Powered by i.TV
April 25, 2014

Is New Amsterdam a rip off?

by Adam Finley, posted Aug 30th 2007 7:02PM

Pete Hamill's ForeverNew Amsterdam, FOX's upcoming midseason drama about an immortal man living in modern day New York City, has some fans of a certain 2002 novel wondering if the plot is as distinct as the show's creators say it is.

Pete Hamill's novel, Forever, centers on a man named Cormac O'Connor who is granted eternal life and dwells in Manhattan. New Amsterdam also centers on an immortal man living in Manhattan.

Hamill does not intend to sue over the similarities, claiming the legal fees wouldn't be worth it. Still, he points out similarities between the two characters: O'Connor still bears the scar that "killed" him, and Amsterdam's body is similarly ravaged with scars; O'Connor uses his infinite time on earth to teach himself piano, and Amsterdam does the same; O'Connor must find his true love in order to find peace, and Amsterdam must also find his soul mate in order to grow old again.

New Amsterdam producer David Manson points out -- correctly, I think -- that immortality isn't exactly a new concept. If anything, the only crime committed here by both Hamill and the creators of New Amsterdam is that they both came up with the same unoriginal idea. For those who say the "scars" and "piano playing" similarities are too striking, I would argue that having an immortal man riddled with innocuous scars, or using a scar as a metaphor doesn't require too much of a leap in the creator's imagination.

And my reply to the "piano" thing? Rent Groundhog Day, which came out long before either this book or television show. Bill Murray's character also teaches himself piano when he becomes trapped in time. Again, it's not exactly a new concept, or a very imaginative one.

Add a Comment

*0 / 3000 Character Maximum

9 Comments

Filter by:
Scott

Also in Groundhog Day: Bill Murray is finally able to "grow old" again when his character properly falls in love with Andie MacDowell's character.

August 31 2007 at 12:52 PM Report abuse rate up rate down Reply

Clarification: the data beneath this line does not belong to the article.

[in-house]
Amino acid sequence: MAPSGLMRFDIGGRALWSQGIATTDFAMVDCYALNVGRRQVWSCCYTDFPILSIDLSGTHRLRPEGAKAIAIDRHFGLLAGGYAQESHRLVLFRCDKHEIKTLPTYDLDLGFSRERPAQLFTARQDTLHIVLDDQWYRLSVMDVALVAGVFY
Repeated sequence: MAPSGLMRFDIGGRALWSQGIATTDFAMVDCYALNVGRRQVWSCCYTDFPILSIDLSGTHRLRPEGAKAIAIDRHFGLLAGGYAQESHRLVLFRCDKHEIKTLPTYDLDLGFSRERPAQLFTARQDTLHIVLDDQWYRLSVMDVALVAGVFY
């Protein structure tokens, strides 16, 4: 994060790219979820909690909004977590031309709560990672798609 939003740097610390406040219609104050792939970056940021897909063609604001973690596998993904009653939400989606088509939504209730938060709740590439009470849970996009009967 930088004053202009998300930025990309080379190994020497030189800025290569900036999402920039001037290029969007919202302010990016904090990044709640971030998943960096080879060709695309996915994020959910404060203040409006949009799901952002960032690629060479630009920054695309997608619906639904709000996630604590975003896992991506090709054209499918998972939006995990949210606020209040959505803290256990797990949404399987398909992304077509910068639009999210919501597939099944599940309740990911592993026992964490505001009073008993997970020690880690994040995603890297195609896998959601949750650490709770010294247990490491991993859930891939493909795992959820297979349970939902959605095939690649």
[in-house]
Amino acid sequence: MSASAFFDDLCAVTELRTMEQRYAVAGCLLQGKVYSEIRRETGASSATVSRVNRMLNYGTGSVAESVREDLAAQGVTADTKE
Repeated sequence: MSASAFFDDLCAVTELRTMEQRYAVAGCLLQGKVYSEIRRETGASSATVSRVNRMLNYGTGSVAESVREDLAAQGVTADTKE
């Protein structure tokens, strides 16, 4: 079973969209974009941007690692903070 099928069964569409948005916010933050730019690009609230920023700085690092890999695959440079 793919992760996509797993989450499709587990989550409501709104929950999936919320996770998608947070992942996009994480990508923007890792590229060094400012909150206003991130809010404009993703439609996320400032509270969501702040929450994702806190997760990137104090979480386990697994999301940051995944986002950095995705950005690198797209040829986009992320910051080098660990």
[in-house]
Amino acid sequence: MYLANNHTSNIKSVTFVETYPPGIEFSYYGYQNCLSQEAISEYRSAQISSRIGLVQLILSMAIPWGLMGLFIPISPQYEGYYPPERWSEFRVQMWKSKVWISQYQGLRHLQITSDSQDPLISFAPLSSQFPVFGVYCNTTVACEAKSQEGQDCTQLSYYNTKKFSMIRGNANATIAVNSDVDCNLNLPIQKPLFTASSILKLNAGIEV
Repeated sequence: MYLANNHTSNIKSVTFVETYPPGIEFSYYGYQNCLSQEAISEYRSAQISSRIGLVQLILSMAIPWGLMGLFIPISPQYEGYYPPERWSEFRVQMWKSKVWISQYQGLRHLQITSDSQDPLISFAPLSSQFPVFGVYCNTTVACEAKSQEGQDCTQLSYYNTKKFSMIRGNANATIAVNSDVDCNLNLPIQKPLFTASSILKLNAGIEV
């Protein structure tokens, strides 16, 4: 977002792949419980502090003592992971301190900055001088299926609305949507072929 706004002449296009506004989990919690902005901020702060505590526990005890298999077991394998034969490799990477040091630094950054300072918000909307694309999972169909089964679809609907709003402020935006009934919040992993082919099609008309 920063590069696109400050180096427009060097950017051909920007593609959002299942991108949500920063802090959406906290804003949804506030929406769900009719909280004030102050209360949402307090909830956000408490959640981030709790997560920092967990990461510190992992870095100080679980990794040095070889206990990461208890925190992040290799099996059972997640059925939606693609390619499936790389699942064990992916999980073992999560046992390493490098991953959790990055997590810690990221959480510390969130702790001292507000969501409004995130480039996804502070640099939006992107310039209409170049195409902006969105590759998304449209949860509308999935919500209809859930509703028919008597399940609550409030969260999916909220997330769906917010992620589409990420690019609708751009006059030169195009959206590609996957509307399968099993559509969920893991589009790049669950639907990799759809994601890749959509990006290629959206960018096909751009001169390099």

puffin

Our exact first thought when we saw the preview was "Ok they are making a series based on the Novel." Guess we weren't the only ones.

August 31 2007 at 12:47 PM Report abuse rate up rate down Reply
h8rain

to KeyDee: I am glad that at someone else has grown tired of reality TV. I think the only "reality" TV I like is Dirty Jobs, but Mike Rowe is so witty, it is nothing like the rest of the dribble that is on the air now.

Speaking of rip-offs......(first let me say I like these shows, so I am not bashing them) but Heroes & 4400 are kinda like X-Men (Heroes being more like X-Men. Is Suresh going to be Professor X :))

August 31 2007 at 10:31 AM Report abuse rate up rate down Reply
Kristen

And Oreo - I agree with you. I'm very disappointed Fox has delayed the launch of this series to mid-season, and cluttered its Fall with reality shows. Guess the only thing I'll be watching on Fox until the winter is "Bones."

August 31 2007 at 2:45 AM Report abuse rate up rate down Reply
Kristen

There probably are some similarities, but then, there most likely are similarities to a whole lot of other books. Did Hamill get his idea from the Highlander saga? As a reader and a viewer, I'm so tired of every concept on TV or film being challenged by someone else saying they got there first. A great book said, "There is nothing new under the sun..." I wish Hamill hadn't even gone here, but at least I'm glad he's not sinking to cluttering up our legal system with a frivolous lawsuit ... at least, not yet.

August 31 2007 at 2:41 AM Report abuse rate up rate down Reply
Brooks Williams

It's not like we haven't seen these concepts before.

August 30 2007 at 11:59 PM Report abuse rate up rate down Reply
Teddy

It couldn't possibly be as similar as the upcoming series "Journeyman" is to the novel "The Time-Traveler's Wife." Both are about a man who tries to maintain his family while he constantly time-travels to other points in his lifetime.

The only difference is that in "Journeyman" the protagonist tries to help people he meets in other time periods -- just like on "Quantum Leap."

August 30 2007 at 11:16 PM Report abuse rate up rate down Reply
hubris

Man, I think more people need to read Campbell's _Hero with a Thousand Faces_.

There is very little new under the sun. If anything, the broad strokes are probably the least imaginative parts of the show/novel. I'm sure the pieces that make them unique will be the details.

August 30 2007 at 8:10 PM Report abuse rate up rate down Reply
Oreo

He'll sue if it's a hit.

I still don't know why they added it mid season, Fox could use some more Fall shows.

August 30 2007 at 7:54 PM Report abuse rate up rate down Reply

Follow Us

From Our Partners